• @glennjackman thanks a lot! It really breaks if not restricted to directories. And I thought I could quote the whole expression, but, nope! – Zanna Sep 26 '17 at 20:09
  • 2
    The $() introduces a subshell, so the nested double quotes don't interact with each other at all. – glenn jackman Sep 26 '17 at 20:37
  • Would it be possible to modify this to create the textures folder one level above the last folder so for in the example it would make currentDir/Dir1/Textures, currentDir/Dir1/Di1/Textures, currentDir/Dir2/, currentDir/Dir2/Dir2, and currentDir/ – kingcobra1986 Sep 27 '17 at 19:41
  • I don't understand your example - I think one level above the last should give currentDir/Dir1/Dir1/Textures, currentDir/Dir1/Dir2/Textures and currentDir/Dir2/Textures @kingcobra1986 also I couldn't figure out a way yet. Python can do it I assume... – Zanna Sep 27 '17 at 20:36
5

Here's a painful find -exec call

Before:

$ tree currentDir
currentDir
├── Dir1
│   ├── Dir1
│   │   └── Dir1
│   ├── Dir2
│   └── Dir3
├── Dir2
│   ├── Dir1
│   └── Dir2
│       └── Dir1
└── Dir3

Create the Texture directories

$ find currentDir -depth -type d -exec bash -c 'cd "$1"; shopt -s globstar nullglob; texture=(**/Texture); [[ ${#texture[@]} -eq 0 ]] && mkdir Texture' _ '{}' \;

That relies on:

  • find's -depth option to enable depth-first navigation
  • bash's globstar shell option to enable recursive file pattern matching
  • note the _ argument: that goes into the bash var $0 so that find's current pathname can be bash var $1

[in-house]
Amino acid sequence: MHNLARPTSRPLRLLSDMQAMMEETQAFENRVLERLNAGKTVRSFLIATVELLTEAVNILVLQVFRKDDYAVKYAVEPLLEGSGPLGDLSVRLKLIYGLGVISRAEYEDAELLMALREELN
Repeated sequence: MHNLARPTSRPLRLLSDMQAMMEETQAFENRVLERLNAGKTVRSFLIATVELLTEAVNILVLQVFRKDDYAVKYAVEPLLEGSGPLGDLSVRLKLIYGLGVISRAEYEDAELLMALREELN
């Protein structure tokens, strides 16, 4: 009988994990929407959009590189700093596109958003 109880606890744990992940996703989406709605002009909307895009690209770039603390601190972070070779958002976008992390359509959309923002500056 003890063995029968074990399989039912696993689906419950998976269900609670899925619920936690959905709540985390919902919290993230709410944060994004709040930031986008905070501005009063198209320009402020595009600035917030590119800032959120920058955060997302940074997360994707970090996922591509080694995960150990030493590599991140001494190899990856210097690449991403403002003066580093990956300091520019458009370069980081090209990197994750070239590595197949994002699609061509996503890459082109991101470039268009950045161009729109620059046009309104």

After

$ tree currentDir
currentDir
├── Dir1
│   ├── Dir1
│   │   └── Dir1
│   │       └── Texture
│   ├── Dir2
│   │   └── Texture
│   └── Dir3
│       └── Texture
├── Dir2
│   ├── Dir1
│   │   └── Texture
│   └── Dir2
│       └── Dir1
│           └── Texture
└── Dir3
    └── Texture
  • Outstanding use of find command, nice :-) – George Udosen Sep 26 '17 at 19:46
  • 1
    @glenn did you mean to VTC this as off topic? Seems fine to me, what am I missing? Also, why not mkdir -p instead of testing to see if it already exists? – terdon Sep 27 '17 at 9:11
  • Yes, this is not Ubuntu-specific. I think this is better off on SO. How would you use mkdir -p to only add the subdir at a leaf directory without testing? – glenn jackman Sep 27 '17 at 9:38
  • Would it be possible to modify this to create the textures folder one level above the last folder so for in the example it would make currentDir/Dir1/Textures, currentDir/Dir1/Di1/Textures, currentDir/Dir2/, currentDir/Dir2/Dir2, and currentDir/ – kingcobra1986 Sep 27 '17 at 19:41
3

This should work:

shopt -s globstar; for i in **/; do sub=$(find "$i" -type d | wc -l); if [[ "$sub" -eq 1 ]]; then mkdir "$i"/Texture; fi;done

Result:

currentDir
├── Dir1
│   ├── Dir1
│   │   └── Dir1
│   │       └── Texture
│   ├── Dir2
│   │   └── Texture
│   └── Dir3
│       └── Texture
├── Dir2